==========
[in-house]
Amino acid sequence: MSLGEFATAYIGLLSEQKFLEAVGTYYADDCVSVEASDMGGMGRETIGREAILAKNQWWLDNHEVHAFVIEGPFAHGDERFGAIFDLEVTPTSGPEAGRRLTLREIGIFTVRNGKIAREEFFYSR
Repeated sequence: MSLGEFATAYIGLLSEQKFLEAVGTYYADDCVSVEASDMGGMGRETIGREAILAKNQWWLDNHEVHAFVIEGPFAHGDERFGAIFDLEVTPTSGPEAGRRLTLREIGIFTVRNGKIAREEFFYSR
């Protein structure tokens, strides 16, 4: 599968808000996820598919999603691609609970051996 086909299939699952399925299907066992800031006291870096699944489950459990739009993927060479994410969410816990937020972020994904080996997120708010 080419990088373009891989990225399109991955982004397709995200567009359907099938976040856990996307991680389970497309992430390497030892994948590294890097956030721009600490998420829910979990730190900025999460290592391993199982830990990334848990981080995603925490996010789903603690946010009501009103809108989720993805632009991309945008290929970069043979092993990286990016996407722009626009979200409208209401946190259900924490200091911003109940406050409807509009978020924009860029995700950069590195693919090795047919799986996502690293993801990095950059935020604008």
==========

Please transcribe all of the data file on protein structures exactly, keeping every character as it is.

[in-house]
Amino acid sequence: MSLGEFATAYIGLLSEQKFLEAVGTYYADDCVSVEASDMGGMGRETIGREAILAKNQWWLDNHEVHAFVIEGPFAHGDERFGAIFDLEVTPTSGPEAGRRLTLREIGIFTVRNGKIAREEFFYSR
Repeated sequence: MSLGEFATAYIGLLSEQKFLEAVGTYYADDCVSVEASDMGGMGRETIGREAILAKNQWWLDNHEVHAFVIEGPFAHGDERFGAIFDLEVTPTSGPEAGRRLTLREIGIFTVRNGKIAREEFFYSR
């Protein structure tokens, strides 16, 4: 599968808000996820598919999603691609609970051996 086909299939699952399925299907066992800031006291870096699944489950459990739009993927060479994410969410816990937020972020994904080996997120708010 080419990088373009891989990225399109991955982004397709995200567009359907099938976040856990996307991680389970497309992430390497030892994948590294890097956030721009600490998420829910979990730190900025999460290592391993199982830990990334848990981080995603925490996010789903603690946010009501009103809108989720993805632009991309945008290929970069043979092993990286990016996407722009626009979200409208209401946190259900924490200091911003109940406050409807509009978020924009860029995700950069590195693919090795047919799986996502690293993801990095950059935020604008």